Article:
Now that the political euphoria that had gripped Zimbabwe in the last few weeks has come and gone, the aftermath period will easily prove to be a time of reckoning. MDC Alliance presidential candidate Nelson Chamisa’s electoral challenge against the now sworn-in Zanu PF presidential candidate Emmerson Mnangagwa came to a crushing halt when the Constitutional Court dismissed the challenge with costs.
Guest column: Learnmore Zuze
Chamisa, nonetheless, remains resolute that he won the election and won’t rest to ensure his case is recognised. A lot has been written and said regarding the merits and demerits of the case. It would be walking a heavily travelled road to delve much into the matter of the impartiality, or lack thereof, of the courts of Zimbabwe.
To be precise, the courts demanded primary evidence which, apparently, the MDC Alliance could not satisfactorily produce, but the question endures: Was primary evidence necessary when the secondary evidence presented was enough to warrant the nullification of the results? The case’s allegory would be that of a man who comes from outside the country after having been away from his wife for 13 months to come and find her six months pregnant.
Upon taking her to court for cheating, the judge demands primary organic evidence of her having been caught physically cheating. The judge further asks whether there are videos of her cheating, much to the dismay of the man.
The crux of the MDC Alliance case was that the figures forwarded by the Zimbabwe Electoral Commission (Zec) constituted ample evidence that the election results were not representative of the will of the voters. Needless to say, the courts insisted they wanted primary evidence.
It is without doubt that opposition stalwarts are aggrieved by the judgment, but that is the reality staring Zimbabwe in the face. The opposition case was dismissed despite its palpable merits. It was dismissed with costs to add salt to the injury.
Now turning to Zanu PF, the old party that has been granted a further five years to preside over the nation’s affairs, the truth is that constitutionally, they are Zimbabwe’s governing party. We have seen the ululations and celebrations and a flurry of congratulatory messages to Mnangagwa.
No one would fault the Zanu PF faithfuls for celebrating their party’s victory, but it must be understood that a much bigger battle awaits the ruling party.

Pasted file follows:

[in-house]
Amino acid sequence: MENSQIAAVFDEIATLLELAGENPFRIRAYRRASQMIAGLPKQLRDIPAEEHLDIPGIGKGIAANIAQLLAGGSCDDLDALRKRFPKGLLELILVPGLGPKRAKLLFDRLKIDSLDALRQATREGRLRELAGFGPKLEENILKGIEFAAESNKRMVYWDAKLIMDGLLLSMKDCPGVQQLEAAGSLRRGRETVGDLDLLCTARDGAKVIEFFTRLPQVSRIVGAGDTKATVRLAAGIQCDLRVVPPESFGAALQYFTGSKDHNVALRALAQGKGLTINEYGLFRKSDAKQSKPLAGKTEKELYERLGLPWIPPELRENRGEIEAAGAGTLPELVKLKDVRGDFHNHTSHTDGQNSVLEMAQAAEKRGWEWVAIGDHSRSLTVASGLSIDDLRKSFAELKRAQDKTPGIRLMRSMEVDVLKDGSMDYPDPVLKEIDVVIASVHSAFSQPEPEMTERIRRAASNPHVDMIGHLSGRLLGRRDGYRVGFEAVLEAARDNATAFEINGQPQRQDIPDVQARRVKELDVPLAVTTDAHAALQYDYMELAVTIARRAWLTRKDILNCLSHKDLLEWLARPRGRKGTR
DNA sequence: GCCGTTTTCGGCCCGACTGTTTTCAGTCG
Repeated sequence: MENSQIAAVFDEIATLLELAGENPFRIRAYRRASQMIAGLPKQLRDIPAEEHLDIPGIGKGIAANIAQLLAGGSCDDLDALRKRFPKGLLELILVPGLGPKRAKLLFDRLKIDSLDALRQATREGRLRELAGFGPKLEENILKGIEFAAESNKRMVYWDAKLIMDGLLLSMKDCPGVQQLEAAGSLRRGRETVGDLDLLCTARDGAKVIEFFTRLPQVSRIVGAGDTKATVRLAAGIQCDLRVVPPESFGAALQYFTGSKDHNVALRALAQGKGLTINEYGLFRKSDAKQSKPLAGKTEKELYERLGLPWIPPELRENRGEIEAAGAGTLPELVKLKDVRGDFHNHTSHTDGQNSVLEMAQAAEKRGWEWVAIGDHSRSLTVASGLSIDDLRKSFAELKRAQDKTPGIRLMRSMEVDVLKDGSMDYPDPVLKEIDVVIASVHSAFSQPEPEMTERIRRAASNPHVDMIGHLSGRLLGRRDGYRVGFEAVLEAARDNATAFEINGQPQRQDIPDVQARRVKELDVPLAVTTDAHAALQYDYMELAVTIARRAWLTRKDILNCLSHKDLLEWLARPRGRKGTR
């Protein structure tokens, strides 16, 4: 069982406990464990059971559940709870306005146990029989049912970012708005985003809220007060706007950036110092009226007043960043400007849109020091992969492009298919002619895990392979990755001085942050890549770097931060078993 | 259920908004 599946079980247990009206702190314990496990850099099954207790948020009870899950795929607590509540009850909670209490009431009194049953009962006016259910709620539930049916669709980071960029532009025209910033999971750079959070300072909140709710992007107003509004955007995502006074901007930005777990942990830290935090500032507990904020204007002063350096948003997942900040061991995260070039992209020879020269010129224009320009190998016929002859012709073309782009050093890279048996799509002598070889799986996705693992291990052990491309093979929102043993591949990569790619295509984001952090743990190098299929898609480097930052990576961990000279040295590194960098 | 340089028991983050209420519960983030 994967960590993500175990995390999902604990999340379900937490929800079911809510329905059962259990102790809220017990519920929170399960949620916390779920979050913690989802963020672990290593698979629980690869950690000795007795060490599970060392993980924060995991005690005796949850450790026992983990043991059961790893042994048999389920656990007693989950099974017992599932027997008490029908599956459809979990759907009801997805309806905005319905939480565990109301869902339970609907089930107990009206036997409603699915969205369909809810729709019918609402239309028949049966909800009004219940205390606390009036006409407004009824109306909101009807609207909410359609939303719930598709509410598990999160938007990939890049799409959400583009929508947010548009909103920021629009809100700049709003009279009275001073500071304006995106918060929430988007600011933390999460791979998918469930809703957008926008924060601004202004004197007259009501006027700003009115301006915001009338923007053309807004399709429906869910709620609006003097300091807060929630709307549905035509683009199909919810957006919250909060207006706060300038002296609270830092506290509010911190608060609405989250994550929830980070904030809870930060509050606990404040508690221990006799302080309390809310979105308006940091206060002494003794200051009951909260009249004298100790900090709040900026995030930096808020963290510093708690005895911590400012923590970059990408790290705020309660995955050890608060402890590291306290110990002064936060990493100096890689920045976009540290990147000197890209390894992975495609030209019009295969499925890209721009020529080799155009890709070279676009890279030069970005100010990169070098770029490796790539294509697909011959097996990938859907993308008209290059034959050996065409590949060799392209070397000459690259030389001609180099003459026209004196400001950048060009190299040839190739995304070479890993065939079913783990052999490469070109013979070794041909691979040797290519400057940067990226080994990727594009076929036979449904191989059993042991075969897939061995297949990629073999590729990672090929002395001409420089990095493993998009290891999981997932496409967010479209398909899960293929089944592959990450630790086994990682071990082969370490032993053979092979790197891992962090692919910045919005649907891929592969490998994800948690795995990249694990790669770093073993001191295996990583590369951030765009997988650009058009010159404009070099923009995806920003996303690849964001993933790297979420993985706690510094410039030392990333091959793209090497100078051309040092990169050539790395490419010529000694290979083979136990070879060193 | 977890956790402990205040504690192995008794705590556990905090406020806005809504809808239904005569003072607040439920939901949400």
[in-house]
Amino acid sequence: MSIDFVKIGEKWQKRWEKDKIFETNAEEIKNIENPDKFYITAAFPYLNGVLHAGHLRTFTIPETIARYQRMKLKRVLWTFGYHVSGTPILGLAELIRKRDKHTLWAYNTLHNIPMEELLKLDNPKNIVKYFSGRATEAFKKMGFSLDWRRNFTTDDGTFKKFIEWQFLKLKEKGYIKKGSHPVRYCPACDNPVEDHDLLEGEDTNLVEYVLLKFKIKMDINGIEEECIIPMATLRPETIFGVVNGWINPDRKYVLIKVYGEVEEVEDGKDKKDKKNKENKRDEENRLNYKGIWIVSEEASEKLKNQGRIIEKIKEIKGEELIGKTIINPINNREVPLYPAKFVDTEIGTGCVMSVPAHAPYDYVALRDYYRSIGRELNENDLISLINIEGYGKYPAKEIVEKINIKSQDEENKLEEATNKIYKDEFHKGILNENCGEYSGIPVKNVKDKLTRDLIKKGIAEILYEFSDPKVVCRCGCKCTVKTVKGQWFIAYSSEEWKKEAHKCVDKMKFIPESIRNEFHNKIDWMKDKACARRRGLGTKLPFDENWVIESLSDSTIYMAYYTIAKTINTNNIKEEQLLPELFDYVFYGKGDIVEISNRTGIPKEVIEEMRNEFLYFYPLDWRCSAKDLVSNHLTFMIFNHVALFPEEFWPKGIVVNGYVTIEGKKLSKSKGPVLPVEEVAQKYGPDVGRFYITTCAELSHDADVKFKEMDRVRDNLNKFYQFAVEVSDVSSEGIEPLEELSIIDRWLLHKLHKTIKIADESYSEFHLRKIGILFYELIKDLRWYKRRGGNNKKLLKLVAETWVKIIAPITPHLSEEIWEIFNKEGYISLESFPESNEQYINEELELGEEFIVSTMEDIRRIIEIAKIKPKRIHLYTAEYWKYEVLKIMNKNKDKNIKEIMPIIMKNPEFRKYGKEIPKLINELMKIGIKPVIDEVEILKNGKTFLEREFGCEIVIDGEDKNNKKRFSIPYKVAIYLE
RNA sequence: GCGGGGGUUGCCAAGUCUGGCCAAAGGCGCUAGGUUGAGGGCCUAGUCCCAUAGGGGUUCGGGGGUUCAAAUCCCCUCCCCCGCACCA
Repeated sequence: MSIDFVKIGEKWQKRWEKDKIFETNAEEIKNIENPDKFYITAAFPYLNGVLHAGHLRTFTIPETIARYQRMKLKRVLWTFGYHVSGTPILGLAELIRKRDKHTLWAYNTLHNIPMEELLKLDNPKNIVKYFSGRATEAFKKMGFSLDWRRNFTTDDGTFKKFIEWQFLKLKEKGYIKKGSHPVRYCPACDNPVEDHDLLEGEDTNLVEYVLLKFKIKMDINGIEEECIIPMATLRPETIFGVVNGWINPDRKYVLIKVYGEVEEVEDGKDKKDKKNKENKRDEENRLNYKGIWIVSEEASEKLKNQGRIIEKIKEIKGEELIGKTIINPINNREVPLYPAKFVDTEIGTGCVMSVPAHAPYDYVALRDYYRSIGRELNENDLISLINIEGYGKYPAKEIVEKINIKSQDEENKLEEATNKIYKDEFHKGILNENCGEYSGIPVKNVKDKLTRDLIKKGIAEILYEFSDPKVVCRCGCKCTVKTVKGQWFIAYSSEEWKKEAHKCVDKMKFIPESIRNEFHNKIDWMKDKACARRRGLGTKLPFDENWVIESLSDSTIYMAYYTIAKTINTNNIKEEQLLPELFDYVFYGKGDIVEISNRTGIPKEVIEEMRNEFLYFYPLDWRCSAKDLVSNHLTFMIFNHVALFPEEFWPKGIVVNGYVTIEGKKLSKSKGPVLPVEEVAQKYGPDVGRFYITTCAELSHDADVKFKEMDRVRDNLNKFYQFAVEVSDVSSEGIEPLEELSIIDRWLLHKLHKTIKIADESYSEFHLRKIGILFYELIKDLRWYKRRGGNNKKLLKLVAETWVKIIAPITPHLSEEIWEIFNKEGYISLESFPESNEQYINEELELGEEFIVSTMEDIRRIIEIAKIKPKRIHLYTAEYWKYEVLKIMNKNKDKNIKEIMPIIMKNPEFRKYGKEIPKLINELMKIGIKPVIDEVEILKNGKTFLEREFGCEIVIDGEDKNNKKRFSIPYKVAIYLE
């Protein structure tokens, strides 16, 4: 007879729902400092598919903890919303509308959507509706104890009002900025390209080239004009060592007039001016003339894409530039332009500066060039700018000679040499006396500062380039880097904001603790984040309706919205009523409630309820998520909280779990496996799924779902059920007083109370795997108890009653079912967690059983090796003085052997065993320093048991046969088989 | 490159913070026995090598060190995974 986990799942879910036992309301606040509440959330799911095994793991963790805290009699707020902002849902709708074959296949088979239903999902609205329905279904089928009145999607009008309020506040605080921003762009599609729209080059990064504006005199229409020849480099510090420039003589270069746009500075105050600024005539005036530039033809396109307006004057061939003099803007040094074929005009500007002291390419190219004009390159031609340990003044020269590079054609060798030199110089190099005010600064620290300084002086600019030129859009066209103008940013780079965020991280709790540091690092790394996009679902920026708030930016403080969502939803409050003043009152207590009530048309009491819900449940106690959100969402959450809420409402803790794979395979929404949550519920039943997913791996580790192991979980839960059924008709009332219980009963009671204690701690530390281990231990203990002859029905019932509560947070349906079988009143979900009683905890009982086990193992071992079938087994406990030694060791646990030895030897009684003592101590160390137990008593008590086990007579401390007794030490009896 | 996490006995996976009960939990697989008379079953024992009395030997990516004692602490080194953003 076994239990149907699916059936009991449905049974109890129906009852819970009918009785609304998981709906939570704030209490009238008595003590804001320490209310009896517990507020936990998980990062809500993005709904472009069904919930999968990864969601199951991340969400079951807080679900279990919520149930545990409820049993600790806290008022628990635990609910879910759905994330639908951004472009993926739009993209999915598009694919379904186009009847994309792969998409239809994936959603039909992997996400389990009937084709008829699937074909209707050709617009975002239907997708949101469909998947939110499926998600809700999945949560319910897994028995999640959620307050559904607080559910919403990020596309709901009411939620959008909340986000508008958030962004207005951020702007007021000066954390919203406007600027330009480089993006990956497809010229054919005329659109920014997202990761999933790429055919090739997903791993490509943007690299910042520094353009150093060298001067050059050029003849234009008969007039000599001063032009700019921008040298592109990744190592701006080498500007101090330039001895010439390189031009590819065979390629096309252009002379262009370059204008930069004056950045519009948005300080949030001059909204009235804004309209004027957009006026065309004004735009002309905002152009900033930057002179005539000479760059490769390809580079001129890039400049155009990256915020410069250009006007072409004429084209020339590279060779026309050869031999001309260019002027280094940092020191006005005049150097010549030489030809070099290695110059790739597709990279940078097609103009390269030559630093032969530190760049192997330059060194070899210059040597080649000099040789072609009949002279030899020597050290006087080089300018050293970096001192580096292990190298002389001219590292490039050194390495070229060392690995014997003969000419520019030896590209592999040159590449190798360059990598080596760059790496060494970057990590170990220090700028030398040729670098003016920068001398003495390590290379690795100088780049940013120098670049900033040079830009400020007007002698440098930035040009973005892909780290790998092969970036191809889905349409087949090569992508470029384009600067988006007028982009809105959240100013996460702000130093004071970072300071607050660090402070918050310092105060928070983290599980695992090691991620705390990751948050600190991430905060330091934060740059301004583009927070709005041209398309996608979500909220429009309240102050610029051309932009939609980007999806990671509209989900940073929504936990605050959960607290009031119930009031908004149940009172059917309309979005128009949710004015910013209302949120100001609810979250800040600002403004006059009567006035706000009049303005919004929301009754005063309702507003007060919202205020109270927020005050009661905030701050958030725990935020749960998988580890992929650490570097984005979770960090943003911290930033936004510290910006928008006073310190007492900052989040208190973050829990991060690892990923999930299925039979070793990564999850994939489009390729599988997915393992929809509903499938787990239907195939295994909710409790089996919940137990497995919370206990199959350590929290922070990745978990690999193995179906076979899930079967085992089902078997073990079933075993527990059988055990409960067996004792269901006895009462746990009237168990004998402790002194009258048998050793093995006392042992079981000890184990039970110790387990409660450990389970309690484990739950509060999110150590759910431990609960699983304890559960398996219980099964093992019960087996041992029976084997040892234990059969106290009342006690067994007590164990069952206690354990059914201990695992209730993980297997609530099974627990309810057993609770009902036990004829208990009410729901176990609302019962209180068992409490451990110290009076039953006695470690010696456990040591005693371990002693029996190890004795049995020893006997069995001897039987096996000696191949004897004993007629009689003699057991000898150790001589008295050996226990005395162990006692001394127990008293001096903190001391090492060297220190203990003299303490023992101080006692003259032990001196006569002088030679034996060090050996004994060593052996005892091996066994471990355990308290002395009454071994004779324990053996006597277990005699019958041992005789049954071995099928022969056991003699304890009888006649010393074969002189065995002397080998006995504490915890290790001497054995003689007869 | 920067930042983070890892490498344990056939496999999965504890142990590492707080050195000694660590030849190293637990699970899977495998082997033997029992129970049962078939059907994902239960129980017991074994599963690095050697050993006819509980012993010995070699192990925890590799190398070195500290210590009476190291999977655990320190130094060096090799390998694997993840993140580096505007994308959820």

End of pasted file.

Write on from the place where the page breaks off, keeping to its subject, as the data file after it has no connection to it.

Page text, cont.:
Indeed, they may congratulate themselves for being victorious over the opposition, but Zimbabweans, no doubt, would be immensely grateful if the party would emerge victorious over the economy.
Vowing to mend the economy is one thing, and mending it is another.
In the same breath, let it be known that winning the election is one thing, and winning over the economy is another. There is no one thing that has dominated talk in Zimbabwe more than the state of the economy in the last decades.
In fact, the emergence of a formidable opposition — MDC in 1999 — can be squarely attributed to the free-falling economy back then. It was the troubled economy following land invasions and the war veterans’ gratuities that precipitated the economic downward spiral. This economic paralysis, resultantly drew many Zimbabweans, including the youths who, previously, had cared little about what happens in politics.
The turbulence in the economy, for the first time, raised massive political consciousness.
Then President Robert Mugabe became a loathed man for destroying what was formally regarded as a jewel of Africa. The point I am making, without digressing is this: Mnangagwa must appreciate that fixing the economy is the only thing that would help sanitise his time in office.
In the absence of a functional economy, no leader can enjoy peace. And he is no exception.
Let it be grasped that the time for the catchy slogans and rally rhetoric is now gone.
Zimbabweans no longer care so much about which symbols or colours identify with the MDC or Zanu PF. Zimbabweans care to hear about a revived industry. Zimbabwe wants to hear talk of real democracy.
They want an end to living in a country where the State is fingered in the sponsoring of terror. Zimbabweans require an accountable army that does not murder but defends its citizens.
It is incumbent upon the President to assemble a team that will win the election; while it may have taken assembling a different team to win the election, it requires something totally new to win this economic war.
It is not time for cronyism neither is it time to reward sycophants. The country needs to surge forward.
As I conclude, let it be highlighted to the powers-that-be that the economic war is what Zimbabweans require.
Learnmore Zuze is a law officer and writes in his own capacity